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Wednesday, May 02, 2012

'Silver: Return to Treasure Island' by Andrew Motion

2 May 2012

It was interesting reading Andrew Motion’s novel ‘Silver: Return to Treasure Island’ immediately after Robert Louis Stevenson’s original story. ‘Silver’, which I read as an unabridged audio book, narrated by David Tennant, tells the story of Jim Hawkins’ son and Long John Silver’s daughter returning to the infamous island to recover more of the treasure. Initially the story appears to follow a parallel path to ‘Treasure Island’ but with very little of the original’s menace. I think you can tell this is the work of a poet – beautifully written with every word carefully chosen – but it feels a bit slow and lacks the thrill and adventure of its predecessor. Once we arrive at the island the narrative twists in a new direction and becomes less predictable and much more interesting – less ‘Treasure Island’ (reviewed here in April 2012) and more ‘The Lord of the Flies’ (reviewed here in June 2006). ‘Silver’ is a clever, thoughtful book but whereas Stevenson continually ratcheted up the levels of evil, Motion’s tale feels too safe to be truly scary or thrilling.


'Wonderful Town' by Leonard Bernstein, Betty Comden and Adolph Green

2 May 2012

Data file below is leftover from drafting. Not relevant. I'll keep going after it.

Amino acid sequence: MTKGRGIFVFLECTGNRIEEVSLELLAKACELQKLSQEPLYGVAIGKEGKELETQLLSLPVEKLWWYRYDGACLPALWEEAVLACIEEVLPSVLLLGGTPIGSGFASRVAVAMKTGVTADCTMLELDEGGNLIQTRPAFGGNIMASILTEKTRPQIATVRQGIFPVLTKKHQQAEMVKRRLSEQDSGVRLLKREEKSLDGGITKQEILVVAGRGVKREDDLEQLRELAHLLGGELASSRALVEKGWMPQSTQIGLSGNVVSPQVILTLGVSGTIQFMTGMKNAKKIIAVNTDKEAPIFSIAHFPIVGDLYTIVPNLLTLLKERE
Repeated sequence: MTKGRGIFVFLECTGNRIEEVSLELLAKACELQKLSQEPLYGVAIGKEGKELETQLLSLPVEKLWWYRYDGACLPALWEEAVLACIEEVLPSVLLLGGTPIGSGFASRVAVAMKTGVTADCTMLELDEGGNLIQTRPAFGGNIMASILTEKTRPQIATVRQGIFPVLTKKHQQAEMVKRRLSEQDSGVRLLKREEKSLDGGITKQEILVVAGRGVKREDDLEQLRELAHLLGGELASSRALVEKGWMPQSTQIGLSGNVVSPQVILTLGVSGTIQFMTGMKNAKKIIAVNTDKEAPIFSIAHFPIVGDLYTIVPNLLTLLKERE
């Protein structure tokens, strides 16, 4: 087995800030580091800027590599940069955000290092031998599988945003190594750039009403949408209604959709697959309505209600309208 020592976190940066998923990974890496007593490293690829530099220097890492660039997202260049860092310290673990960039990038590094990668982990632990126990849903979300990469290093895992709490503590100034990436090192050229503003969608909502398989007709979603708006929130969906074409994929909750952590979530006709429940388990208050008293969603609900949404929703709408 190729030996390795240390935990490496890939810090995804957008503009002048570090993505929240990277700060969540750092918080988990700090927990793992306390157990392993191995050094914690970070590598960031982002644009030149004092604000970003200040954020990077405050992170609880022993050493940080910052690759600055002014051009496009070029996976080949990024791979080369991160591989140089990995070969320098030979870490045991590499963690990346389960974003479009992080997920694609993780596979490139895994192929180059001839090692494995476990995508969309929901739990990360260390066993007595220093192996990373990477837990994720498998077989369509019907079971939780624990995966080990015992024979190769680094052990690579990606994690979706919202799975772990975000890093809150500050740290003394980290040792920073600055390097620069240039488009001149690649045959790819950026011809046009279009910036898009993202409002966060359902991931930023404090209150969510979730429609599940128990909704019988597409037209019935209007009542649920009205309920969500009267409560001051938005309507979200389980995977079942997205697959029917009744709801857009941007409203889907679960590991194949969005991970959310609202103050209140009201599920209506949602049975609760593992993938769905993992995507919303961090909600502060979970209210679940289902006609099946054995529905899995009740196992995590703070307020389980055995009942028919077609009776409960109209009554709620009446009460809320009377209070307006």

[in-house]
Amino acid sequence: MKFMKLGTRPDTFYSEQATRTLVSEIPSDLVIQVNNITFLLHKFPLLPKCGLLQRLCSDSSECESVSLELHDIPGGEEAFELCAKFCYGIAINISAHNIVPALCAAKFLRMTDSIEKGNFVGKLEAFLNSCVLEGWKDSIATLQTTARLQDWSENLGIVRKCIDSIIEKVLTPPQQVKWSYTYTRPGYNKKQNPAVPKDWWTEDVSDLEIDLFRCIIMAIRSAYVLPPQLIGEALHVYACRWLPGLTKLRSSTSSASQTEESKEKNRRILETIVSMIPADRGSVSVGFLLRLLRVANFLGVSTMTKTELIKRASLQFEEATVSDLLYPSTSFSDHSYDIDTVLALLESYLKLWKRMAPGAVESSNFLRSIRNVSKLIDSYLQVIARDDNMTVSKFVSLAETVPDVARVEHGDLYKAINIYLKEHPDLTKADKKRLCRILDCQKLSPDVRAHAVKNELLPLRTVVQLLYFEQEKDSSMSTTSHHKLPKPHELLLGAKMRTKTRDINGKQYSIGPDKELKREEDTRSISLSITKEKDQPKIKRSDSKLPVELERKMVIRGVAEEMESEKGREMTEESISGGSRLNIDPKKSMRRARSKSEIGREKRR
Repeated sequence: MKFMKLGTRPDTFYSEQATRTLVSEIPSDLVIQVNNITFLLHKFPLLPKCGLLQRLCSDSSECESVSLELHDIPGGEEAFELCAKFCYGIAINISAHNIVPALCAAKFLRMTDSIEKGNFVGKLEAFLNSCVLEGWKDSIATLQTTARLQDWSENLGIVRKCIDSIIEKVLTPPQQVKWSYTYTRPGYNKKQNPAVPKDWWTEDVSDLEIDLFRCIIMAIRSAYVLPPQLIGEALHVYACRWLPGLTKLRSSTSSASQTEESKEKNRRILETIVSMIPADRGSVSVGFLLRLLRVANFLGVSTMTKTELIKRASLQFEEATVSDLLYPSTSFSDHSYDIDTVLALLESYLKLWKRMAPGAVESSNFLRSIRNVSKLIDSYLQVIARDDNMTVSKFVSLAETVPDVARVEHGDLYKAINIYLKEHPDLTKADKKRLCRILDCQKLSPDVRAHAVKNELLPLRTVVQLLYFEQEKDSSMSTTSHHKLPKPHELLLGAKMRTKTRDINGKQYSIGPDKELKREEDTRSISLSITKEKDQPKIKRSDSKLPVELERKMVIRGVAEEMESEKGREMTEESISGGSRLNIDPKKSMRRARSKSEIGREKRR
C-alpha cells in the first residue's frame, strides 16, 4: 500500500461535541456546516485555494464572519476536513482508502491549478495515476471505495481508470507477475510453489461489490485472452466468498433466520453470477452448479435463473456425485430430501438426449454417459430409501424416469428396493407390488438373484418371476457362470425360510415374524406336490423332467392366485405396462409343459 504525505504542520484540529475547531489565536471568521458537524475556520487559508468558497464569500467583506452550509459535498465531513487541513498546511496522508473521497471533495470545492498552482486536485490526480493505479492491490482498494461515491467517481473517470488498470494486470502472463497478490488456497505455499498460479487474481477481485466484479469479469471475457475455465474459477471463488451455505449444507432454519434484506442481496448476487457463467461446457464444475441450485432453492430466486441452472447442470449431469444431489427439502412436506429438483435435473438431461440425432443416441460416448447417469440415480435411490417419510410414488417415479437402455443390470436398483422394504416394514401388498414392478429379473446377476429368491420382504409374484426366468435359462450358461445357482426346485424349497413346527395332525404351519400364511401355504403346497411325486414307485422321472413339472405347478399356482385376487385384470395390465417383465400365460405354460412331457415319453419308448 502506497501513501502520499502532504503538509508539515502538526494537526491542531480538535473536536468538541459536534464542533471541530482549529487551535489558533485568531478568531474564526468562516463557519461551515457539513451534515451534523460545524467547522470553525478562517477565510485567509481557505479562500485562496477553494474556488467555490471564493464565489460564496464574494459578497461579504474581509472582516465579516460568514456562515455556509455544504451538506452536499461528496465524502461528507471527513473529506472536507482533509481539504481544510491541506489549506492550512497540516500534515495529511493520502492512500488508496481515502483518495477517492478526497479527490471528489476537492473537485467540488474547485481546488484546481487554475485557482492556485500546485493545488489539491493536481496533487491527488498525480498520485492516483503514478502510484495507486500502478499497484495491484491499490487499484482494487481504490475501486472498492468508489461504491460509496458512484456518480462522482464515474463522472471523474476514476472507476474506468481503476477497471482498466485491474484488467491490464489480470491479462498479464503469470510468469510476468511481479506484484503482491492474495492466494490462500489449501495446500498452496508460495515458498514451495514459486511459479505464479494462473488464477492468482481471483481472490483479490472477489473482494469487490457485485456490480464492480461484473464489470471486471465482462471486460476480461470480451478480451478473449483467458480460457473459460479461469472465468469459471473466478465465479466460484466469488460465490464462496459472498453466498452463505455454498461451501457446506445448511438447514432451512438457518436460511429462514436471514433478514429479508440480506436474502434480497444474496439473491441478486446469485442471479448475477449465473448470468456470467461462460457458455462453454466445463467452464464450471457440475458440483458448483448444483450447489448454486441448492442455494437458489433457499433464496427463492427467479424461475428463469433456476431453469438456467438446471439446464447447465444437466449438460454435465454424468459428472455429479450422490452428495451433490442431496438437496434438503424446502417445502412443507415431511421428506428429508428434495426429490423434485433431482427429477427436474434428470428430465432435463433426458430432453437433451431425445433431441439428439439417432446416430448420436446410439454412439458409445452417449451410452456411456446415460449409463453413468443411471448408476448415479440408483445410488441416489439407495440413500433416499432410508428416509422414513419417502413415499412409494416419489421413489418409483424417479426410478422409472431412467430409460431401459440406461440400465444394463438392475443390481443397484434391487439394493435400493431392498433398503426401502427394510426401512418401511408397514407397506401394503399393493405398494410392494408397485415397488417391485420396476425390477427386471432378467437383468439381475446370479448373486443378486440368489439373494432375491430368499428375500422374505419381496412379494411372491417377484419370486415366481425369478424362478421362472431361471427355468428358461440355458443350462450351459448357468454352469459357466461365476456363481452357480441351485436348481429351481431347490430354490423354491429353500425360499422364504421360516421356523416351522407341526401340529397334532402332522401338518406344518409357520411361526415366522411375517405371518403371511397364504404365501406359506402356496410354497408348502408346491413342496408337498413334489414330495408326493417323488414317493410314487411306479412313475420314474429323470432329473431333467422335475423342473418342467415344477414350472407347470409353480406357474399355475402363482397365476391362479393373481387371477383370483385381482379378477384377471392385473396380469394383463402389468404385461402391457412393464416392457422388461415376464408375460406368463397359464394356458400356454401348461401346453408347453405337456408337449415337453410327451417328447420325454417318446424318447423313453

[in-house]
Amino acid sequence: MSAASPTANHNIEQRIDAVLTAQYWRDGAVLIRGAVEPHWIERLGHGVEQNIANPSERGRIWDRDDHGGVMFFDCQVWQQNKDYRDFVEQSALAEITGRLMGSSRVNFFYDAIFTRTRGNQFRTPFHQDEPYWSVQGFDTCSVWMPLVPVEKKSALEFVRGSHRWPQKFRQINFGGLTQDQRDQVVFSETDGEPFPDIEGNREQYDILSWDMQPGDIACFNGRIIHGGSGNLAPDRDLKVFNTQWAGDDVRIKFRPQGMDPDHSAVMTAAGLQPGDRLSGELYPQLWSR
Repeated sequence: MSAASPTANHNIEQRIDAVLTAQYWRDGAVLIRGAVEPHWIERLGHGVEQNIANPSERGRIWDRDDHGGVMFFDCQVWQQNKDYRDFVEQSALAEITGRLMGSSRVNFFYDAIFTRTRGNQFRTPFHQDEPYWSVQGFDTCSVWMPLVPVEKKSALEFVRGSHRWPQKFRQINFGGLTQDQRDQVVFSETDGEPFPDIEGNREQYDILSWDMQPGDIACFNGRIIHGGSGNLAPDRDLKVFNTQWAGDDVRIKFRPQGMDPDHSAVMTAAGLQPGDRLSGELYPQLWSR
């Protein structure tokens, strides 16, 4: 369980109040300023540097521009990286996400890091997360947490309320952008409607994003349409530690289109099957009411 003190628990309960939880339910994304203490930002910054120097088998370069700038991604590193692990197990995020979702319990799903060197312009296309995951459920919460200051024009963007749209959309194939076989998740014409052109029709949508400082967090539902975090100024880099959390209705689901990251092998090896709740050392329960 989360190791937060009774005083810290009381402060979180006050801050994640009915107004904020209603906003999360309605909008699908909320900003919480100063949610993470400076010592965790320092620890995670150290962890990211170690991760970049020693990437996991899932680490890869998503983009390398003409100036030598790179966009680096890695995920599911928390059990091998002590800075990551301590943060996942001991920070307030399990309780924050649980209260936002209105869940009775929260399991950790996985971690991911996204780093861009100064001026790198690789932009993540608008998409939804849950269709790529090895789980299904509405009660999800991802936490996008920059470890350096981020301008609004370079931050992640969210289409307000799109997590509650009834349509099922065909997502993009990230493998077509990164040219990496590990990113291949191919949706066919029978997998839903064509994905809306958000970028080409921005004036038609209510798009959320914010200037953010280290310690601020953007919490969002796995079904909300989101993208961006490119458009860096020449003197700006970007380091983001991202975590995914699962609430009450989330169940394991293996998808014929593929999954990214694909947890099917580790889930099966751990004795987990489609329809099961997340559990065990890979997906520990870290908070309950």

Since visiting New York last year (which I wrote about here in April 2011), I have become much more aware of quite how many films, books, plays and musicals are set in Manhattan – and much more interested in the geography of these narratives. So it was fascinating to discover Leonard Bernstein’s ‘Wonderful Town’ which forms the centrepiece of his trilogy of New York musicals and is, to some extent, the missing link between the more celebrated shows, ‘On The Town’ and ‘West Side Story’. The new production of ‘Wonderful Town’ – a collaboration between The Royal Exchange Theatre, The Hallé Concerts Society and The Lowry, directed by Braham Murray, which I saw at Milton Keynes Theatre – is a rare revival of a largely forgotten work. While the story is very slight and the songs didn’t escape to take on a life of their own, nevertheless it was a very enjoyable experience. And it was really interesting to spot little ideas and motifs that were recognisable precursors of ‘West Side Story’. The music was great – though I am sorry I didn’t have the opportunity to see the show at The Lowry in Salford where it was accompanied by the entire Hallé Orchestra, conducted by Sir Mark Elder: that must have been something to behold. I am glad I spent some time listening to recordings of the music beforehand so that it felt reasonably familiar. There were some wonderful big production numbers with great dancing, choreographed by Andrew Wright. For me, the showstopper was ‘Pass the football’ sung by Nic Greenshields as Wreck – an unusually structured chorus, “like nothing you have ever seen”. ‘Wonderful Town’ had a lot of similarities with ‘Guys and Dolls’ (reviewed here in February 2007) in its set, characters and score. But it was the hints of what was to come, not just in ‘West Side Story’ but also in ‘Candide’ that made it particularly compelling.